Kenna Security has released a new report that examines the risk profile of Microsoft, Linux, and Mac assets. The Cyentia Institute has written the Prioritization to Prediction: Volume 5: In Search of Assets at Risk report, based on Kenna Security’s data on 9 million assets from 450 organizations.
The report notes that 70 percent of Microsoft’s assets have at least one high-risk vulnerability. Throughout the study, researchers identified 215 million vulnerabilities in Microsoft assets, of which 179 million, or 83%, were fixed. According to Kenna Security, the remaining 36 million untfixed vulnerabilities are higher than the combined of Max, Linux, and Unix assets.
Microsoft also has the highest percentage of closed high-risk vulnerabilities, 83%. This was followed by Apple OSX, followed by Linux/unix and web/IoT devices. In addition, 40% of Linux and Unix assets and 30% of network devices have known vulnerabilities.
However, Kenna Security also points out that fewer vulnerabilities do not necessarily mean that devices are more secure. In a world where a single high-risk vulnerability can have catastrophic consequences, effective patch priority and speed are key to security, regardless of device or software type.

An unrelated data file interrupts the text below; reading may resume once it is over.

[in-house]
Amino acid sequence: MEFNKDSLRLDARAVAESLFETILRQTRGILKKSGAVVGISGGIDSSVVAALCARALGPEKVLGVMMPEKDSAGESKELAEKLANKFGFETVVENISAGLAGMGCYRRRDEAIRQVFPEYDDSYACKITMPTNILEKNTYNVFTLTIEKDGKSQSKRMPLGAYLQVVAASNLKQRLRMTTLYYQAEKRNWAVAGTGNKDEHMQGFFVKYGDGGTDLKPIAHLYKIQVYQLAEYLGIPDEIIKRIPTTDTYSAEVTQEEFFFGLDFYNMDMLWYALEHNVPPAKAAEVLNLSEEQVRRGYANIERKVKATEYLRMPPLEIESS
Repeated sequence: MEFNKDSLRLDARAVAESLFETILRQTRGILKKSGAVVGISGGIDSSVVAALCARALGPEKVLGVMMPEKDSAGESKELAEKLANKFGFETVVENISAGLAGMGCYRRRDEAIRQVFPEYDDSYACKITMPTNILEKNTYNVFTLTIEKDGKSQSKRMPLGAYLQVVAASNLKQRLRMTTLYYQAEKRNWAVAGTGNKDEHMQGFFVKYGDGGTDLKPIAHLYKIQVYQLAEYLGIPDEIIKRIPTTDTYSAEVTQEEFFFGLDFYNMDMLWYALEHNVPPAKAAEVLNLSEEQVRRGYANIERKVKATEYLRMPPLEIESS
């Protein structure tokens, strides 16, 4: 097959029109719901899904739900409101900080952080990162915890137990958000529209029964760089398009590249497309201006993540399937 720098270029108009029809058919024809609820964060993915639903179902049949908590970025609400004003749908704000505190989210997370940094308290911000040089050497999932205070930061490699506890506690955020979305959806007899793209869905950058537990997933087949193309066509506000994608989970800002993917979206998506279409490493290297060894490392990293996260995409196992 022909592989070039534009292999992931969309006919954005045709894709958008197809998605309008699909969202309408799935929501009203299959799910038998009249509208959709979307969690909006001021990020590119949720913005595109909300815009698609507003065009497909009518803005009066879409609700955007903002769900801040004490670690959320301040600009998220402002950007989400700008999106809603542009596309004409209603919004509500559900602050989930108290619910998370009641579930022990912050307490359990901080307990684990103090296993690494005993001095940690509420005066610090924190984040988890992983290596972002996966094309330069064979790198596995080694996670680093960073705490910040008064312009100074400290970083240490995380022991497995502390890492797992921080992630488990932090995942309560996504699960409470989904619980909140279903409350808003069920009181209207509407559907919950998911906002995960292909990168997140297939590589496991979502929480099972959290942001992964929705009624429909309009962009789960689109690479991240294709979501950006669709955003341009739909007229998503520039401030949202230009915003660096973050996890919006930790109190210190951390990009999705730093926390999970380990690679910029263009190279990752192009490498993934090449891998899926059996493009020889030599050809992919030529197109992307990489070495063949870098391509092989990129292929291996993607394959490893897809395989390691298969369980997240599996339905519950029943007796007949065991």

Although Microsoft has more vulnerabilities than other vulnerabilities, this does not necessarily indicate a general risk because Microsoft can also fix them more quickly. The report found that Windows-based assets have an average of 119 vulnerabilities per month and patch them on average once every 36 days. By comparison, network devices have an average of only 3.6 vulnerabilities per month, but these vulnerabilities take about a year to fix.
Apple has the second-highest patch rate, at 79%. The patch rate for Linux, Unix, and other network devices is 66%.
“Microsoft is able to address critical vulnerabilities on its systems very quickly by automatically patching and ‘Patch Tuesdays’, but there are still a lot of vulnerabilities,” says Wade Baker, a partner and founder of the Cyentia Institute. “On the other hand, we see many assets, such as routers and printers, with longer shelf life for their high-risk vulnerabilities. Companies need to adjust their risk tolerance, strategy, and vulnerability management capabilities around these trade-offs. “